TL;DR: Java can garbage collect an object while a method on the object is running, if that method doesn’t access the object’s fields/methods. This optimization is normally ok, but can cause problems when using JNI, because the object’s destructor could potentially free memory that the method is using (which the optimizer/compiler can’t see).
Is this still an open JVM issue?
The issue was that Java was making an unsafe optimization (I never bothered to figure out if it is the compiler or the JVM making the mistake, I was satisfied once I had a work-around).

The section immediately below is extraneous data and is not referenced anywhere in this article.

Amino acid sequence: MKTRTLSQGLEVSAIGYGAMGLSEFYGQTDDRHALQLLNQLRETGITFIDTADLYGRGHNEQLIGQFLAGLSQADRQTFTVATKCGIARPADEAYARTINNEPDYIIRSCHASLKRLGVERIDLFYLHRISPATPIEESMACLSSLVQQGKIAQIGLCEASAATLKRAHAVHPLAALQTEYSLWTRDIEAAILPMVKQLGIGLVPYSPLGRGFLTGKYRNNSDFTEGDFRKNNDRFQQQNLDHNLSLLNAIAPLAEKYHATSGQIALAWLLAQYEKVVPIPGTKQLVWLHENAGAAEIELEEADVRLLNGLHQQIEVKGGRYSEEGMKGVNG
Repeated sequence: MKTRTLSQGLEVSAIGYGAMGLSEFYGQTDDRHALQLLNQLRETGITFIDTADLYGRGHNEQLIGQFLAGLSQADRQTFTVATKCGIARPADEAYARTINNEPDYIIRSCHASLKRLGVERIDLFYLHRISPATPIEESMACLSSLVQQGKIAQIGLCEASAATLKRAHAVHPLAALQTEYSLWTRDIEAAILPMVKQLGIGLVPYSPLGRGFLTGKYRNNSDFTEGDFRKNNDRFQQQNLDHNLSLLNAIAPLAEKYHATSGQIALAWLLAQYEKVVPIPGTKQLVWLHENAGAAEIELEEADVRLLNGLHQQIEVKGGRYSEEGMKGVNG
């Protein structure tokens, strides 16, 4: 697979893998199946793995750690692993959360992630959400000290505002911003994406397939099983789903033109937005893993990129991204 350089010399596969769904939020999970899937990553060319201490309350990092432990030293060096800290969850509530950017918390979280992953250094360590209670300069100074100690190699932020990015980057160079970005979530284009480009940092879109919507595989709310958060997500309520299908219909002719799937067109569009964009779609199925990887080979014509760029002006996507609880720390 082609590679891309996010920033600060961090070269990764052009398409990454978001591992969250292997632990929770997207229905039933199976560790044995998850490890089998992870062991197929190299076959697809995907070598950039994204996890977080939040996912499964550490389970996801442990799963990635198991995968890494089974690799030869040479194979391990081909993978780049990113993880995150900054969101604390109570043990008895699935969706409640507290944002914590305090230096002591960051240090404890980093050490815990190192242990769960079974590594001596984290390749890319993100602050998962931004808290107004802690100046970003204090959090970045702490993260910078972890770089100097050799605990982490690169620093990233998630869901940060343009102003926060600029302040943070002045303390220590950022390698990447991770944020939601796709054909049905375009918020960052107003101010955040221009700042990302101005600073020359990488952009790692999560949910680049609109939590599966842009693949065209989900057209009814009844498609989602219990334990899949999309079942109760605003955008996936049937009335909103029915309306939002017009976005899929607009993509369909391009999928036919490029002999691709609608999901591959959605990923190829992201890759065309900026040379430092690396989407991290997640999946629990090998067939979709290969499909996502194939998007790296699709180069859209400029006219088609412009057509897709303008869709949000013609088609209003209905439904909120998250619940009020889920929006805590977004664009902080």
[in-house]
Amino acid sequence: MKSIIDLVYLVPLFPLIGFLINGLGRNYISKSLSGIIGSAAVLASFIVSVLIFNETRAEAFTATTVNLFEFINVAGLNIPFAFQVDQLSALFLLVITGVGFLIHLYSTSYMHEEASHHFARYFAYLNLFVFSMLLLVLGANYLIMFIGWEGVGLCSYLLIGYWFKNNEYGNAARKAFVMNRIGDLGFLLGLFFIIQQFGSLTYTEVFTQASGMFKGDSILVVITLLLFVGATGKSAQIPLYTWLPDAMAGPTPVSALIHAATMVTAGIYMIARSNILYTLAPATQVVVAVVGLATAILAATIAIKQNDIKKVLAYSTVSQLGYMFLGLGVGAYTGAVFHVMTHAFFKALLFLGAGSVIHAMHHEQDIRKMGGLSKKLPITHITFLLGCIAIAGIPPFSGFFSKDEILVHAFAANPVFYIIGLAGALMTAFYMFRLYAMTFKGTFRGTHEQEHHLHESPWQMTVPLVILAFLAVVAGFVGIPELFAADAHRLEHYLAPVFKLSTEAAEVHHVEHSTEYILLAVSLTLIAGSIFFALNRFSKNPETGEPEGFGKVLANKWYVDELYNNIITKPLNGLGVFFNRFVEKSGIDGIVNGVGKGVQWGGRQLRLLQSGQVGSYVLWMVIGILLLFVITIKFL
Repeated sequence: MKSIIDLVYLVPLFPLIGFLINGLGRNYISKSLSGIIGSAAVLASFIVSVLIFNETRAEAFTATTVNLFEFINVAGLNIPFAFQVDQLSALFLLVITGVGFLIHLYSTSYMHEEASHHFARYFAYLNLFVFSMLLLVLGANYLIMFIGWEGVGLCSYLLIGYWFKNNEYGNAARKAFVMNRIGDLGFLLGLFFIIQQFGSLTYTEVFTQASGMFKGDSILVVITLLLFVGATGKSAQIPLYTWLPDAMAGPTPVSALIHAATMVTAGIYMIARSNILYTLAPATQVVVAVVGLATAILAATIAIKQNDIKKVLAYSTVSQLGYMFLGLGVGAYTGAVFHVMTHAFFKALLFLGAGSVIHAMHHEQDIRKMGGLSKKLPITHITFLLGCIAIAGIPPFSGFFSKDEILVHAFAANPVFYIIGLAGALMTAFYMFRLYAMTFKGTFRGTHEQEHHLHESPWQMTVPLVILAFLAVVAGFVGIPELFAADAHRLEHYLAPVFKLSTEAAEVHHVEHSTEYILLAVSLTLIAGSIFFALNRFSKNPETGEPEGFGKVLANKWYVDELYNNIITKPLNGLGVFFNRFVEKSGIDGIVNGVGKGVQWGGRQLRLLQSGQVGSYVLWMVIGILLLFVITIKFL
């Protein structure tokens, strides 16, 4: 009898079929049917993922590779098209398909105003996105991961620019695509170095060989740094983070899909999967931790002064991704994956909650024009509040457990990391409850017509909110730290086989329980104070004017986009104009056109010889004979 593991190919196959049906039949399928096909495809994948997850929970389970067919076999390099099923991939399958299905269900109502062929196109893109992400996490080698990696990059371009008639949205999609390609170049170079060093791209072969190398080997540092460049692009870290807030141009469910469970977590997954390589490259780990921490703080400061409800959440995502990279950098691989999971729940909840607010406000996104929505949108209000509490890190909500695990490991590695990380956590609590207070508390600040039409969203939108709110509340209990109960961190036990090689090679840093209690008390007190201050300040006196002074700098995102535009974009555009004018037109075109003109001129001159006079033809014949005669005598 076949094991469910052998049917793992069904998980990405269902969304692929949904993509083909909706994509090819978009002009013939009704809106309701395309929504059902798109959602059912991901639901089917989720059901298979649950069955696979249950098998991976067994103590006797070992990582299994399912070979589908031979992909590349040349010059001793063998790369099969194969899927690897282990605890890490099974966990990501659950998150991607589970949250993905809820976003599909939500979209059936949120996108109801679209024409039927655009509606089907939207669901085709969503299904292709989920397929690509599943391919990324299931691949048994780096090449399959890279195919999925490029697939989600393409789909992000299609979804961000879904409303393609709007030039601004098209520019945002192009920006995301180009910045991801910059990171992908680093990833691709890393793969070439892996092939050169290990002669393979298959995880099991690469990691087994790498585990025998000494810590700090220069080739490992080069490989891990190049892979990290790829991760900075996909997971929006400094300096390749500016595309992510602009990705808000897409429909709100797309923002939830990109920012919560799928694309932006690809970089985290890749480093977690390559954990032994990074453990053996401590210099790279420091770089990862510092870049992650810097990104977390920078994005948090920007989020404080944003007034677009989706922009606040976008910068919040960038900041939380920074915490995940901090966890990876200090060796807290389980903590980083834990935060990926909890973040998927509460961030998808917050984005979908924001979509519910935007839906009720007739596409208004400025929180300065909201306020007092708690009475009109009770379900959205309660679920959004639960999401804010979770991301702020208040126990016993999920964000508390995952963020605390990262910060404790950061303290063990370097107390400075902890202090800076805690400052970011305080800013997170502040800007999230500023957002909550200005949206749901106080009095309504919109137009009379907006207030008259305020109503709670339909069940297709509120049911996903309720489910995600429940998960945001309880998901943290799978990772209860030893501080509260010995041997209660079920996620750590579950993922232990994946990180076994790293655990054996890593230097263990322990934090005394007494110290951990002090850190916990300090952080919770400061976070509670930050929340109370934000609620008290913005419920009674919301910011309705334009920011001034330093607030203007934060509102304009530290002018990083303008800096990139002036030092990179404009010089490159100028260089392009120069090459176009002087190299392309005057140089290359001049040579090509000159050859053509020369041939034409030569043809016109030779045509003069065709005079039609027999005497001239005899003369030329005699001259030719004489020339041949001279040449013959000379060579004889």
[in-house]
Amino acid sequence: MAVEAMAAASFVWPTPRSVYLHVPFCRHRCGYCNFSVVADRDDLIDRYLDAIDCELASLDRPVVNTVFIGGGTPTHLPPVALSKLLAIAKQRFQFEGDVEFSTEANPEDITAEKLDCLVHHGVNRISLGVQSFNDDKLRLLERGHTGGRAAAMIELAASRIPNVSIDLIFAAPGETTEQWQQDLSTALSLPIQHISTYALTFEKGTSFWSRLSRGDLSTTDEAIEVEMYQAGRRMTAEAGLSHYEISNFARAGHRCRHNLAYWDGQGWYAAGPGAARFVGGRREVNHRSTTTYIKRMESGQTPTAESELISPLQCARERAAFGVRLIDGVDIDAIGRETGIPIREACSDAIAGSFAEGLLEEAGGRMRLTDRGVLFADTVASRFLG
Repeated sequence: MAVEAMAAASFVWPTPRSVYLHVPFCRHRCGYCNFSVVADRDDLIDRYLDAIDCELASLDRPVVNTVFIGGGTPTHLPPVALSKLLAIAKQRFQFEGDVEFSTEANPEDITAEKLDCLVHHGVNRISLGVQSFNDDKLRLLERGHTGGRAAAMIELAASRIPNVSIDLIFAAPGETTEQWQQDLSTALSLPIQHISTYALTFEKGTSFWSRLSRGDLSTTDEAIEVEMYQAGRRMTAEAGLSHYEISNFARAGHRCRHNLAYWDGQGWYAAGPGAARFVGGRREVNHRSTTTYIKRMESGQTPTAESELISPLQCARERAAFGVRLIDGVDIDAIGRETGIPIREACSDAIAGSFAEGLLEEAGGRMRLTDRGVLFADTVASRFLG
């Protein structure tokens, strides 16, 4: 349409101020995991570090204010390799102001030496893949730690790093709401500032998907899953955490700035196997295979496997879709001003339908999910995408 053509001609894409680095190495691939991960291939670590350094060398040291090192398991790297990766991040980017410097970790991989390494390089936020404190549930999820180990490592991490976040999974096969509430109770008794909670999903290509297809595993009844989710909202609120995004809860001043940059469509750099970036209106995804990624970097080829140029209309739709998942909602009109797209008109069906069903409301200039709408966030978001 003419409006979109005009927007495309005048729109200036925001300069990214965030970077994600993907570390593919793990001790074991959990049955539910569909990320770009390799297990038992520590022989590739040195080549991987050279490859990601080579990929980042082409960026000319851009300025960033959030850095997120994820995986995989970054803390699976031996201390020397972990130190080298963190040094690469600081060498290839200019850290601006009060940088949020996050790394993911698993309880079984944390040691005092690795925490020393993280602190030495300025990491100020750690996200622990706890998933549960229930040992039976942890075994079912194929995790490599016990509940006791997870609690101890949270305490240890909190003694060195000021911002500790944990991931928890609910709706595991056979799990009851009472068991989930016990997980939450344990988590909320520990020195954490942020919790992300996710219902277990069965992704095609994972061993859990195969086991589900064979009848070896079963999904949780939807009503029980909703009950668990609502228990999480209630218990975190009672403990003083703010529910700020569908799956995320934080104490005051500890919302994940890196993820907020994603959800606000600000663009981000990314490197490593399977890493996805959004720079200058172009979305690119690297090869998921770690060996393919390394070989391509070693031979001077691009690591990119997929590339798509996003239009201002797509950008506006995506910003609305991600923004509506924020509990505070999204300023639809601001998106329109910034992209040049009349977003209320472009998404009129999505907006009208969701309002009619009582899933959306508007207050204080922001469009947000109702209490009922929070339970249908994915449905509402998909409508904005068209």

Java was doing something similar to tail-call optimization with regard to garbage collection. You see, if it is waiting for the return value of a method m() of object o, and code in m() that is yet to be executed doesn’t access any other methods or properties of o, then it will go ahead and consider o eligible for garbage collection before m() has finished running.
That is normally a safe optimization to make… except for when a destructor method (finalize()) is defined for the object; the destructor can have side effects, and Java has no way to know whether it is safe for them to happen before m() has finished running.